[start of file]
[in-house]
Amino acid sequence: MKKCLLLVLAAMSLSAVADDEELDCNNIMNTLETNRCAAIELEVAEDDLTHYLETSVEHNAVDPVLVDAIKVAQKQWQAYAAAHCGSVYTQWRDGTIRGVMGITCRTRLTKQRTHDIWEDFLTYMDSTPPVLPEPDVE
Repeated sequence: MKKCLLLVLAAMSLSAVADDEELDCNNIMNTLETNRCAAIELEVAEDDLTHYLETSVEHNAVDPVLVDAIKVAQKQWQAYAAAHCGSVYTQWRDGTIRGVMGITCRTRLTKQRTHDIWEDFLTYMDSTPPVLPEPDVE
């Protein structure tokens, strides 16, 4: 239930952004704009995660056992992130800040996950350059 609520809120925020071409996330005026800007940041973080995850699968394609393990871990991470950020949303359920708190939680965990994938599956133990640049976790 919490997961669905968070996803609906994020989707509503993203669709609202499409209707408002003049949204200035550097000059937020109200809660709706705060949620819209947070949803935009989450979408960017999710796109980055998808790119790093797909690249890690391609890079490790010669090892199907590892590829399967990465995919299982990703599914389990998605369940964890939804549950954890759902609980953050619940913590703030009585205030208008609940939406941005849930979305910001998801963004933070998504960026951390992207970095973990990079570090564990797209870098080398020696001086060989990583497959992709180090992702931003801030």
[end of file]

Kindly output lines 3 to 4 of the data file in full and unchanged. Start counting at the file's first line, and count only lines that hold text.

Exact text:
Repeated sequence: MKKCLLLVLAAMSLSAVADDEELDCNNIMNTLETNRCAAIELEVAEDDLTHYLETSVEHNAVDPVLVDAIKVAQKQWQAYAAAHCGSVYTQWRDGTIRGVMGITCRTRLTKQRTHDIWEDFLTYMDSTPPVLPEPDVE
């Protein structure tokens, strides 16, 4: 239930952004704009995660056992992130800040996950350059 609520809120925020071409996330005026800007940041973080995850699968394609393990871990991470950020949303359920708190939680965990994938599956133990640049976790 919490997961669905968070996803609906994020989707509503993203669709609202499409209707408002003049949204200035550097000059937020109200809660709706705060949620819209947070949803935009989450979408960017999710796109980055998808790119790093797909690249890690391609890079490790010669090892199907590892590829399967990465995919299982990703599914389990998605369940964890939804549950954890759902609980953050619940913590703030009585205030208008609940939406941005849930979305910001998801963004933070998504960026951390992207970095973990990079570090564990797209870098080398020696001086060989990583497959992709180090992702931003801030």